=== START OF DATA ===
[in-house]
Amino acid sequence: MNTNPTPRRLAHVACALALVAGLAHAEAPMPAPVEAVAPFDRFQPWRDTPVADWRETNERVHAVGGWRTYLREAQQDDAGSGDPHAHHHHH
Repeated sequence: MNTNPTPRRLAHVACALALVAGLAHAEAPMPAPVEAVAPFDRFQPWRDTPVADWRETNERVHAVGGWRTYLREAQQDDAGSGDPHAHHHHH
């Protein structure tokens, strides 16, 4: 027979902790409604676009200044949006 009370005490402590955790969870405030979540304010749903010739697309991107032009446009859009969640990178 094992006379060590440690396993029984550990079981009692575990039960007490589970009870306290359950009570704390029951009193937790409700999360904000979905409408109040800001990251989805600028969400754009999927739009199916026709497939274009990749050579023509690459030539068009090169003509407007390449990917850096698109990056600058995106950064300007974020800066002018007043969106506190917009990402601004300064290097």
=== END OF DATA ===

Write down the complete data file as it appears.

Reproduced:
[in-house]
Amino acid sequence: MNTNPTPRRLAHVACALALVAGLAHAEAPMPAPVEAVAPFDRFQPWRDTPVADWRETNERVHAVGGWRTYLREAQQDDAGSGDPHAHHHHH
Repeated sequence: MNTNPTPRRLAHVACALALVAGLAHAEAPMPAPVEAVAPFDRFQPWRDTPVADWRETNERVHAVGGWRTYLREAQQDDAGSGDPHAHHHHH
């Protein structure tokens, strides 16, 4: 027979902790409604676009200044949006 009370005490402590955790969870405030979540304010749903010739697309991107032009446009859009969640990178 094992006379060590440690396993029984550990079981009692575990039960007490589970009870306290359950009570704390029951009193937790409700999360904000979905409408109040800001990251989805600028969400754009999927739009199916026709497939274009990749050579023509690459030539068009090169003509407007390449990917850096698109990056600058995106950064300007974020800066002018007043969106506190917009990402601004300064290097």